Homewood council votes 6-3 to not renew hotel's business license - WSFA.com Montgomery Alabama news.

Homewood council votes 6-3 to not renew hotel's business license

The America's Best Value Inn and Suites. Source: WBRC video The America's Best Value Inn and Suites. Source: WBRC video
HOMEWOOD, AL (WBRC) -

The Homewood City Council has voted 6-3 note to renew the business license of America's Best Value Inn and Suites on West Oxmoor.

Councilors listened to safety concerns from residents and police have about the hotel.

Police say the hotel has been a "drain" on resources because officers have responded to 148 incidents there between June 15, 2011 and Feb. 13, 2014.

Police say that of the 241 offenses investigated, 35 incidents involved wanted fugitives, 20 incidents were prostitution related and 33 incidents involved drugs. There was also one murder and two suicides.

Once the police chief made his summary, the hotel owners had a chance to defend their business. The councilors and then the public asked the owners questions about the situation. The meeting lasted about four hours, ending with the vote.

The council also revealed that the hotel's business license expired in December 2013. Council President Bruce Limbaugh says he and the council will meet Friday morning to determine the next step.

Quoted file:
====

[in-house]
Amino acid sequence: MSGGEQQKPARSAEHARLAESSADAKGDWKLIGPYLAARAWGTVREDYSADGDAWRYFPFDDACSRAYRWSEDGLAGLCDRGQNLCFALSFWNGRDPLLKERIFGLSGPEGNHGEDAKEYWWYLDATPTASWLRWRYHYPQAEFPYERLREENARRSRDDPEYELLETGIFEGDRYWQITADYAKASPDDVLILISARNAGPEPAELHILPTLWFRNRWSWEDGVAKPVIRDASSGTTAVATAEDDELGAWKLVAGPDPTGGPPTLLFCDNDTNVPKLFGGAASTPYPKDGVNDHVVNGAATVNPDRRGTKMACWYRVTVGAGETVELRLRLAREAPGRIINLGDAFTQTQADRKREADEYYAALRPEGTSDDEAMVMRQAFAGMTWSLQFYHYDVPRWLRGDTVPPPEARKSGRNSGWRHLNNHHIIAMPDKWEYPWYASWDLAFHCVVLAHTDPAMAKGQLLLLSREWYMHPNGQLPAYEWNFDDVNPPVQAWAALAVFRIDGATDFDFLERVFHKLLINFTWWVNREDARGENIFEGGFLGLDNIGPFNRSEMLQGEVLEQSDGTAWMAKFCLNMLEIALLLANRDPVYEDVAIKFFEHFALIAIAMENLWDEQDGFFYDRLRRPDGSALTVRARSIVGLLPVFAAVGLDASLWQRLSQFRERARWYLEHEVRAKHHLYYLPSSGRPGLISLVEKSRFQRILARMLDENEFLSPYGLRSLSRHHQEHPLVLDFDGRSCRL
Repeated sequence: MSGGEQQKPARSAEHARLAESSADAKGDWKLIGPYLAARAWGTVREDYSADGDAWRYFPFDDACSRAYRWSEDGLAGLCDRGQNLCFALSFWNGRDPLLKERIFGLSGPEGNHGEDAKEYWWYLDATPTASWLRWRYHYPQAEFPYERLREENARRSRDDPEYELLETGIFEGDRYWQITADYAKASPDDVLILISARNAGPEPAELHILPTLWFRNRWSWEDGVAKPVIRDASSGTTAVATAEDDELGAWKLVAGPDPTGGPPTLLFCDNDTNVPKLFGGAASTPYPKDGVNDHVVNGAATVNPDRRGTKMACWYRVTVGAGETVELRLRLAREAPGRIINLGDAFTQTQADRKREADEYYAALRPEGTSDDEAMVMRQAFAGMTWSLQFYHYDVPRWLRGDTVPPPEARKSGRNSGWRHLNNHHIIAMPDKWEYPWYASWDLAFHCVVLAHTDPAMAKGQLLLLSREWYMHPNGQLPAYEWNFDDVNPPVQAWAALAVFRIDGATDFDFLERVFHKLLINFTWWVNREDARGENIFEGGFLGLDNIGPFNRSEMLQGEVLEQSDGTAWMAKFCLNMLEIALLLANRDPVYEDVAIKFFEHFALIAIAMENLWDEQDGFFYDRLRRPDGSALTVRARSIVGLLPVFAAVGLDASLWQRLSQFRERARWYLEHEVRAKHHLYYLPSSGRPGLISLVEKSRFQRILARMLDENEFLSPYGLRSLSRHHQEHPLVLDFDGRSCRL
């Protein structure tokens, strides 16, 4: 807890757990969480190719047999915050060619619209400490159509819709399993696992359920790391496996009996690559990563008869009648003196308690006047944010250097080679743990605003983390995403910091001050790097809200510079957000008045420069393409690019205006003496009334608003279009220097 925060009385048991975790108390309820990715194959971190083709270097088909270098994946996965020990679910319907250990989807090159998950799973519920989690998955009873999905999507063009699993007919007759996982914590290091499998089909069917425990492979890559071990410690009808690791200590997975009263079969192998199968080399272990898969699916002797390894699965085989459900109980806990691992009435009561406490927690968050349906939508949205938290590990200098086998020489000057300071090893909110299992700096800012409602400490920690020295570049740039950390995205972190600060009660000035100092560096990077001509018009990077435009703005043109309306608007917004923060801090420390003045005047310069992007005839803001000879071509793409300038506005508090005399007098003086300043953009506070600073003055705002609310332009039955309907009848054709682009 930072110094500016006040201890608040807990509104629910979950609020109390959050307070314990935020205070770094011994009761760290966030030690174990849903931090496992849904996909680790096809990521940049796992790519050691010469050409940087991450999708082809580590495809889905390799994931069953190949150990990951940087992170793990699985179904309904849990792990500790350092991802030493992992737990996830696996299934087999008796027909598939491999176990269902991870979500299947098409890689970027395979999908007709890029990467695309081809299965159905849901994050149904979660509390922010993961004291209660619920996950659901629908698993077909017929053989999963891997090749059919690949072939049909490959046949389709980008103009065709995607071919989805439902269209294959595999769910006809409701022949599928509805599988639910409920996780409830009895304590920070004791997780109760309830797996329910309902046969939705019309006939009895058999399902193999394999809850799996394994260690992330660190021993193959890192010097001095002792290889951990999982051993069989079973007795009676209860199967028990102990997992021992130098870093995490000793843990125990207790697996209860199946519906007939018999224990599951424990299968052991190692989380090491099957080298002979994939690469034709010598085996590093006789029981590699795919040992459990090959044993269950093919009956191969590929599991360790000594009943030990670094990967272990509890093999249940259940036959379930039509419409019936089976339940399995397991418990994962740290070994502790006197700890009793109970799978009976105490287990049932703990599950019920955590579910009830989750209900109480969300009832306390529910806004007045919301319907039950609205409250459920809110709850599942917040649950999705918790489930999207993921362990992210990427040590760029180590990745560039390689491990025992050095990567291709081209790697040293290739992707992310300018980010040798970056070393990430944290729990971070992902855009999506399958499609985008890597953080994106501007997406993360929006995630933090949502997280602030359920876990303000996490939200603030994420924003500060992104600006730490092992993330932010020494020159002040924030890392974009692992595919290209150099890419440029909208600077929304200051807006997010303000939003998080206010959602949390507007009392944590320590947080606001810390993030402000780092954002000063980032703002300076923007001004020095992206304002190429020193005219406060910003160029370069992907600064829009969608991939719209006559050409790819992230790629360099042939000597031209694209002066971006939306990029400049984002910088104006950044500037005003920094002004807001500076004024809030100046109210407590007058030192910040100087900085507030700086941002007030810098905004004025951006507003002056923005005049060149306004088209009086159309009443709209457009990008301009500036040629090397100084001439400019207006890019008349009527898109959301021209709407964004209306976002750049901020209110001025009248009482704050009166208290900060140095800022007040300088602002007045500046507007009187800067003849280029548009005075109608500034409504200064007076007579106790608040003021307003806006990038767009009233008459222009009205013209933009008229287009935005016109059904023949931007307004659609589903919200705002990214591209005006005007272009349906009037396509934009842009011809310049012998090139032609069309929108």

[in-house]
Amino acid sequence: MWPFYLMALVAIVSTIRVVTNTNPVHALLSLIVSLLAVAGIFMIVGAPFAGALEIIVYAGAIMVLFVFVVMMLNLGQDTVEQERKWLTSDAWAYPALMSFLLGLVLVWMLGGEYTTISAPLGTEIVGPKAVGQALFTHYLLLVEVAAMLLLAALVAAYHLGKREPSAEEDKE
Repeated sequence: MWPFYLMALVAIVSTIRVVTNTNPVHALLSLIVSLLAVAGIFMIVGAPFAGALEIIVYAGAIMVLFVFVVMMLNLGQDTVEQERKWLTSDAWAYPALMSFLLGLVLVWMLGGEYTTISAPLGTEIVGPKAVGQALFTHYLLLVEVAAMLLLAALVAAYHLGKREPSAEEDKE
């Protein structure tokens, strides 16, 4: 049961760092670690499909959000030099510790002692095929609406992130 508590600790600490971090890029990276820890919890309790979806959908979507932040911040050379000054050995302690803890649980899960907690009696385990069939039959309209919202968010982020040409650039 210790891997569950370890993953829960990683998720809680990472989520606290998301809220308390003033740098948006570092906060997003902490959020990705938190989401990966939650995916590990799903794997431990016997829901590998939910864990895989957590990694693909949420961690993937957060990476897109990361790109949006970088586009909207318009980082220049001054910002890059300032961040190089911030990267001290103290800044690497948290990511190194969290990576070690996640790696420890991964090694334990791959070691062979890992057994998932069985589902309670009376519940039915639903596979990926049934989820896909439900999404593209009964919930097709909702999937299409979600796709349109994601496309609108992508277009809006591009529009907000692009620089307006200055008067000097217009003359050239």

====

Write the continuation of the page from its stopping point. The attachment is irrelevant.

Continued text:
The owners of the hotel did not want to make a statement but their attorney told FOX6 News that they will fight the council's decision.

Copyright 2014 WBRC. All rights reserved.

  • Trending StoriesTrending StoriesMore>>

  • Deadly virus threatens local crawfish industry

    Deadly virus threatens local crawfish industry

    Tuesday, May 23 2017 7:26 PM EDT2017-05-23 23:26:19 GMT

    A deadly virus is threatening the crawfish industry in Southwest Louisiana. It's called white spot syndrome virus and it was first discovered in Thailand, but somehow it made its way to ponds in South Louisiana and specialists are struggling to find the funds to research a solution.  “The catch was increasing and increasing and then it dropped 70% and that's when you saw the dead crawfish floating in the water,” said a crawfish farmer of 34 years, Ian Garbarino. He...

    More >>

    A deadly virus is threatening the crawfish industry in Southwest Louisiana. It's called white spot syndrome virus and it was first discovered in Thailand, but somehow it made its way to ponds in South Louisiana and specialists are struggling to find the funds to research a solution.  “The catch was increasing and increasing and then it dropped 70% and that's when you saw the dead crawfish floating in the water,” said a crawfish farmer of 34 years, Ian Garbarino. He...

    More >>
Powered by Frankly